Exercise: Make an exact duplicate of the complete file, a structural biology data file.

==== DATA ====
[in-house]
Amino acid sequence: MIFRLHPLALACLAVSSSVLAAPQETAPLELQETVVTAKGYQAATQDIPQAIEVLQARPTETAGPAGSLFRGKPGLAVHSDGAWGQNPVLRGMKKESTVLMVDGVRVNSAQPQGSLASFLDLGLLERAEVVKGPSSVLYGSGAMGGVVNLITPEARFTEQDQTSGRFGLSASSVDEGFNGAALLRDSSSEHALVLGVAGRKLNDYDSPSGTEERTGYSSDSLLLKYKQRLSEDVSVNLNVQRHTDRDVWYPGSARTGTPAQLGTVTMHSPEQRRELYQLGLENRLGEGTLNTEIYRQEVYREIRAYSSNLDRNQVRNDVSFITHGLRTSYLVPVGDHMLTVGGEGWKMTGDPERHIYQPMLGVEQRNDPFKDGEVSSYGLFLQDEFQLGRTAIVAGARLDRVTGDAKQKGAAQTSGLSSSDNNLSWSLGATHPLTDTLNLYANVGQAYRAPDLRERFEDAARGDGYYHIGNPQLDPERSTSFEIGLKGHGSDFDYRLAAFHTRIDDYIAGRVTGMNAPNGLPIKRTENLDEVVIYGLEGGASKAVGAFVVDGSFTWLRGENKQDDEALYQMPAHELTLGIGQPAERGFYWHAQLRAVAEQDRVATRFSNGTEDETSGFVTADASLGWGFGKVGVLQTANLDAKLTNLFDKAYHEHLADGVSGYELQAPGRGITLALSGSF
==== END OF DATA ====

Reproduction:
[in-house]
Amino acid sequence: MIFRLHPLALACLAVSSSVLAAPQETAPLELQETVVTAKGYQAATQDIPQAIEVLQARPTETAGPAGSLFRGKPGLAVHSDGAWGQNPVLRGMKKESTVLMVDGVRVNSAQPQGSLASFLDLGLLERAEVVKGPSSVLYGSGAMGGVVNLITPEARFTEQDQTSGRFGLSASSVDEGFNGAALLRDSSSEHALVLGVAGRKLNDYDSPSGTEERTGYSSDSLLLKYKQRLSEDVSVNLNVQRHTDRDVWYPGSARTGTPAQLGTVTMHSPEQRRELYQLGLENRLGEGTLNTEIYRQEVYREIRAYSSNLDRNQVRNDVSFITHGLRTSYLVPVGDHMLTVGGEGWKMTGDPERHIYQPMLGVEQRNDPFKDGEVSSYGLFLQDEFQLGRTAIVAGARLDRVTGDAKQKGAAQTSGLSSSDNNLSWSLGATHPLTDTLNLYANVGQAYRAPDLRERFEDAARGDGYYHIGNPQLDPERSTSFEIGLKGHGSDFDYRLAAFHTRIDDYIAGRVTGMNAPNGLPIKRTENLDEVVIYGLEGGASKAVGAFVVDGSFTWLRGENKQDDEALYQMPAHELTLGIGQPAERGFYWHAQLRAVAEQDRVATRFSNGTEDETSGFVTADASLGWGFGKVGVLQTANLDAKLTNLFDKAYHEHLADGVSGYELQAPGRGITLALSGSF